Let’s talk about one of the oldest metrics in SEO, bounce rate. Have you ever visited a website, and upon opening the first page, you decided to leave?
If your answer is yes, what you did is regarded as a bounce. For your visit to our website to be considered as a bounce, you would not have clicked on anything on the page; not even a read more button.
Hence, the bounce rate can be described as a metric used to indicate the quality of your website by quantifying the quality of engagement with your audience.
Google analytics calculate your bounce by dividing all your single-page sessions (bounce) by all sessions on your website.
If the bounce rate on your website is high, three things are involved:
- First, the quality of the contents of your page is low or uninteresting to your audience.
- Your content does not match your audience. That is, people coming to your page do not find your information relevant.
- Your visitors find their information on the first click.
Does Bounce Rate Affect SEO?
A lot of beginners tend to think that the bounce rate is used to rank their page. However, looking at the three causes of a high bounce rate above, it is obvious why the bounce rate is not an accurate tool for ranking a page.
The truth is Google will not use your bounce rate in the search algorithm’s page ranking. However, your bounce rate might indirectly affect your ranking. It just doesn’t bode well that most of your audience bounce right back to the search page once they land on your website. The ranking factor might not directly use the bounce rate to rank your page; however, it might be a variable in their calculations.
Before getting into a panic over a high bounce rate, first examine the purpose of your website. If the purpose of your website is strictly to inform, a high pulse rate might not be such a bad thing. However, further engagement on your page doesn’t hurt.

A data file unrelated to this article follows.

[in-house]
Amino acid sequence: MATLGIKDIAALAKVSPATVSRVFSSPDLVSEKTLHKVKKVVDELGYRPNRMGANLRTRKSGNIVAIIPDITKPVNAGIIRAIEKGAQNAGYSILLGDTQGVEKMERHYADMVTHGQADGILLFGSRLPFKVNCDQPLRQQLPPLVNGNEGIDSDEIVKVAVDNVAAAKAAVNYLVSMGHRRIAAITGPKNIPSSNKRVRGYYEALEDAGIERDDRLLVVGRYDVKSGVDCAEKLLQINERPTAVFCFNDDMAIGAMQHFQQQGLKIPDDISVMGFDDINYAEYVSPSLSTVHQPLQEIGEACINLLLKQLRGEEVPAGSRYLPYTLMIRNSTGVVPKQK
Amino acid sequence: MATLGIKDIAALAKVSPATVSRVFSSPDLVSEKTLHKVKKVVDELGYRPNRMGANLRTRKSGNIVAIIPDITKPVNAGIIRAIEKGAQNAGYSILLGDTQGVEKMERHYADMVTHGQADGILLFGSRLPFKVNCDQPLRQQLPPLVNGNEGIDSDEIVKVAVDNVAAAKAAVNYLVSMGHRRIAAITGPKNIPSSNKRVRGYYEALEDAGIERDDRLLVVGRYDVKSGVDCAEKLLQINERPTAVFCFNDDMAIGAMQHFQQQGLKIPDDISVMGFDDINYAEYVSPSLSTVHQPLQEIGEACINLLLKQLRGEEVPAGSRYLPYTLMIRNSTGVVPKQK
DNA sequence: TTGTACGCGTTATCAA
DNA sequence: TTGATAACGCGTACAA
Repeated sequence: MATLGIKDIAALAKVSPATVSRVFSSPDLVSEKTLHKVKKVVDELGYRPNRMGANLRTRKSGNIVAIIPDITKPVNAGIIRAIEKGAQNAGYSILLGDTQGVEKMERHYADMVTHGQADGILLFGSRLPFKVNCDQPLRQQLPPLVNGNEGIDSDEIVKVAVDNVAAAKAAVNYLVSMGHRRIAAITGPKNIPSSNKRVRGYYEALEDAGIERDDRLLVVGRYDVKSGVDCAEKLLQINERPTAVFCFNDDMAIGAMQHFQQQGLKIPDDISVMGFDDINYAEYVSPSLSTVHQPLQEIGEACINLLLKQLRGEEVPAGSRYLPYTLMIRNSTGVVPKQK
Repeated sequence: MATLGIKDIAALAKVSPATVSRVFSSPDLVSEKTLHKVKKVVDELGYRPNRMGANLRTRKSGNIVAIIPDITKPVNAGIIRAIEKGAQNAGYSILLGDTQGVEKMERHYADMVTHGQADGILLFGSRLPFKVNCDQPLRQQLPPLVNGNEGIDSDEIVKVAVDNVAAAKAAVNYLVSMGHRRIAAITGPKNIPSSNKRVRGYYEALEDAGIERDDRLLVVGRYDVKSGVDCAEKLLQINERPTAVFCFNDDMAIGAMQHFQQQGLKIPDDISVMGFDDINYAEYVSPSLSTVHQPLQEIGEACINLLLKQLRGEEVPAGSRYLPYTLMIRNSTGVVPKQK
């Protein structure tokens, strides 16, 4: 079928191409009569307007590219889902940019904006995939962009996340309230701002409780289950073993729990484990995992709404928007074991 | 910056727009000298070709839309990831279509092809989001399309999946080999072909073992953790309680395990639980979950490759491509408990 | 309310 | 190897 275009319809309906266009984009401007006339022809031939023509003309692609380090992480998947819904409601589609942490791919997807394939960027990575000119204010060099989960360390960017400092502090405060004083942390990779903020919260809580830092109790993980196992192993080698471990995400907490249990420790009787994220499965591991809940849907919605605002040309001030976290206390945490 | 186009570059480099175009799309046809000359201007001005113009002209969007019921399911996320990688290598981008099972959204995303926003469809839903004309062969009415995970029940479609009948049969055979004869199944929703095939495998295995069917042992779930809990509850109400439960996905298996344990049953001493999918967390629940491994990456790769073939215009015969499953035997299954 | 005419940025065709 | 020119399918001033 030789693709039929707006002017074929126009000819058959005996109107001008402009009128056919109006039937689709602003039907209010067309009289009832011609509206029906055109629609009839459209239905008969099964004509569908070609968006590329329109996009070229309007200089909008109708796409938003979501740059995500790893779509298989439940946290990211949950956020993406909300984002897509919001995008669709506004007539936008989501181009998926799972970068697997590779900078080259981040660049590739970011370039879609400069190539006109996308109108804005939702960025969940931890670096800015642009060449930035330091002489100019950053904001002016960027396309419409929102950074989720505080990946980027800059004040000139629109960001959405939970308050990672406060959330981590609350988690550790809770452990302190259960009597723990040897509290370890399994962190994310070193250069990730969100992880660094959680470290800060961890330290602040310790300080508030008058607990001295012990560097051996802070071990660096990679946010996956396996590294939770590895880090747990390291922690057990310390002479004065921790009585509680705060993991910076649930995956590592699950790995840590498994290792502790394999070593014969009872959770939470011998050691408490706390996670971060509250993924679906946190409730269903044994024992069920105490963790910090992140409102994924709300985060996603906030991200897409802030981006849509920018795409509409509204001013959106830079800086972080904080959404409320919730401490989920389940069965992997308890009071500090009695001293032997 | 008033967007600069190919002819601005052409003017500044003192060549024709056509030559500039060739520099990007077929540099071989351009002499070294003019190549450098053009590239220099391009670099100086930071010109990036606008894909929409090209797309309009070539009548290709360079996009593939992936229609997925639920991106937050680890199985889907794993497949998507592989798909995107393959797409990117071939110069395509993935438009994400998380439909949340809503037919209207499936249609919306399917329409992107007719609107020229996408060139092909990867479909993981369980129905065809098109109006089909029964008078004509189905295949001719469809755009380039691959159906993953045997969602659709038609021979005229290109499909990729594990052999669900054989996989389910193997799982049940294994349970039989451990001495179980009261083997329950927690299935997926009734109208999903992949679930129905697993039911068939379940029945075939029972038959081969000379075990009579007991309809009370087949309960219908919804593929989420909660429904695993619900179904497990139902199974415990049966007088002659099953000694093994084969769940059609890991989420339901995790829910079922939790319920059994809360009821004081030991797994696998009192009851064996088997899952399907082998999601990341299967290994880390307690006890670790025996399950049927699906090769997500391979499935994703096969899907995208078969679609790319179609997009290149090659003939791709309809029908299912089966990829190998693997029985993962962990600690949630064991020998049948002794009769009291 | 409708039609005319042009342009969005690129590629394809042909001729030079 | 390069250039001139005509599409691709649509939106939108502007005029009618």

It is much better that after getting the information that brought them to your page, please subscribe to your newsletter or read more content on other pages of your website. Only then will the visit on your website not be registered on the google analytics server as a bounce.
Increasing Your Engagement
If the purpose of your page is to attract further engagement, then you can use the bounce rate analytics as a direct indication of the performance of your page. For instance, if you have a page meant solely to get more subscribers for your newsletter, a high bounce rate is a clear indication of poor performance. Then, you need to fix the situation with measures like a clear call-to-action, or a subscribe button, and so on.
If you boil it all down, directly on its own, the bounce rate says little about the quality of your page. It doesn’t necessarily mean your page is doing poorly. What the bounce rate is telling you is the audience’s reaction to your page. It is left to you to decide the purpose for which you have set up the page and whether or not the reaction is desired.
A general rule of thumb, however, is to get as much engagement as possible because no matter what the purpose of your page might be, engagements engagement cannot be bad for your Google ranking. You can ensure a consistently high google ranking by getting familiar with the top 5 SEO analytic tools.